Some of the religious leaders in KwaZulu-Natal have weighed in on the land debate, voicing their support for government’s efforts to address the land issue.
They participated in a dialogue on land and social cohesion organised by the provincial government in Durban.
KwaZulu-Natal Premier Senzo Mchunu says land dispossession has caused the massive poverty among black people which is prevailing today.
The land question is set to be one of the focus issues this year as 2015 is the 60th anniversary of the Freedom Charter, a document adopted in Kliptown by a people’s congress.
Clause four of the document declares that: ‘land shall be shared among those who work it’.
Addressing the gathering, KwaZulu-Natal Premier says government’s efforts to address the land issue since 1994 must be appreciated.
He says the new measures that are being introduced are in line with the recognition that government has not moved fast and far enough in land restitution.
“We are searching for answers and solutions that will resonate with the majority of our people in the country as far as land is concerned. The new approach and change of approach is something that we need to take to the masses of our people before opportunists go on to say the ANC is soft on issues of fundamental change and take advantage [of] the desperation of our people,” says Mchunu.
Religious leaders emphasised the need for land reform in line with the Constitution and the Freedom Charter.
Apostle Musa Khwela of the Freedom Institute says land restitution and redistribution is key in ensuring that the nation heals from the injustices of the past.
He dismissed suggestions that government’s approach to land restitution is a threat to food security.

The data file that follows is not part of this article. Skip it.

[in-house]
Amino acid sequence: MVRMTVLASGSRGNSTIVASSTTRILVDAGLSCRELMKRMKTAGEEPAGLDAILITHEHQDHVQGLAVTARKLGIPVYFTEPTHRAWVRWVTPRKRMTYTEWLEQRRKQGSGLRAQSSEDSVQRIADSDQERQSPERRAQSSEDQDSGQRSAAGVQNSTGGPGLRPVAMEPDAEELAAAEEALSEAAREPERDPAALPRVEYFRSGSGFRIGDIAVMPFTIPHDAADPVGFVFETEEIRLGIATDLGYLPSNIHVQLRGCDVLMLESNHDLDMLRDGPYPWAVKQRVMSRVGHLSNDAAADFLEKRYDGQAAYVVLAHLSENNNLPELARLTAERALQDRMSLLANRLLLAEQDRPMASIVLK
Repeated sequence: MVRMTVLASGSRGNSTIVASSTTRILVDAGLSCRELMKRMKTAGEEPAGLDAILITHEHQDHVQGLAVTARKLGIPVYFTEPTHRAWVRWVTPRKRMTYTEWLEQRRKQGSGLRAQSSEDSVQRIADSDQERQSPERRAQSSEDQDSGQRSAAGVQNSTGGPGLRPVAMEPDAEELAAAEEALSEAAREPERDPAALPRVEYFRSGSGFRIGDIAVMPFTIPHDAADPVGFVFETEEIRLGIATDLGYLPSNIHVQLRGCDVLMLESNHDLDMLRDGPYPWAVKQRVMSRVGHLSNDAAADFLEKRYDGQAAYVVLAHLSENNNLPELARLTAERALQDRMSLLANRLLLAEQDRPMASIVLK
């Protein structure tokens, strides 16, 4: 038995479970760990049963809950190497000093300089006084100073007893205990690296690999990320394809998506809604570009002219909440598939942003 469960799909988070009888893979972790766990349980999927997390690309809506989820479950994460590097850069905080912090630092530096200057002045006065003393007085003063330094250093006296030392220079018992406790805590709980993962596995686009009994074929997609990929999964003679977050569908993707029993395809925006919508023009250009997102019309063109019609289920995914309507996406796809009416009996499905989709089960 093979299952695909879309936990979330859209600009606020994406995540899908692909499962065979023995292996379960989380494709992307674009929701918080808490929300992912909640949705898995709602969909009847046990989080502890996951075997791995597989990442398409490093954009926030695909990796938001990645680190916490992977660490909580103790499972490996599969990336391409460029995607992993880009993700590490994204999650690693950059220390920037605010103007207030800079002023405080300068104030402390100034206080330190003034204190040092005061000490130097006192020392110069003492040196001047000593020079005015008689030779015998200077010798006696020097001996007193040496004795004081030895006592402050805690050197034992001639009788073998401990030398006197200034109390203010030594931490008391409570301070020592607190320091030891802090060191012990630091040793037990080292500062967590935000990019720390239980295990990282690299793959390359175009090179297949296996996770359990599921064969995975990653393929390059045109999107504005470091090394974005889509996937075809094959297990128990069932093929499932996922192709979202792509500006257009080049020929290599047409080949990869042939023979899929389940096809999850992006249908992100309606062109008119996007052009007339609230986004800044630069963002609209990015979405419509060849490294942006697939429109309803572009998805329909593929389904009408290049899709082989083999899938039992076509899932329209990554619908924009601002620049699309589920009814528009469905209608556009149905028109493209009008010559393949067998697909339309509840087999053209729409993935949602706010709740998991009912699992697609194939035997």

“I don’t think commercial farmers are born, commercial farmers are made; they are not born. So don’t threaten us with food security. Another myth is that black people don’t want agriculture. I don’t think that is correct. So we are going to be a righteous voice, we are going to be a moral voice. A new crop of pastors has arisen, we want justice done,” adds the pastor.
Chief Director of Land Restitution in KwaZulu-Natal, Advocte Bheki Mbili says over 6 500 applications have been filed since the land claim process was reopened last year.
Mbili also emphasised the need to ensure that once land is returned to rightful owners it continues to be productive.
He says this impact negatively on food security.
“The biggest problem [is] that some of the land that we’ve restored is not being worked by those to whom land has been given. We are therefore inviting the clergy and everyone else who has got a role to play on matters relating to land to help us with whatever that they can help us with to bring back to production the land that has gone fallow,” explains Mbili.
Mchunu says provincial government is considering new measures to assist those who’ve been given their land back.
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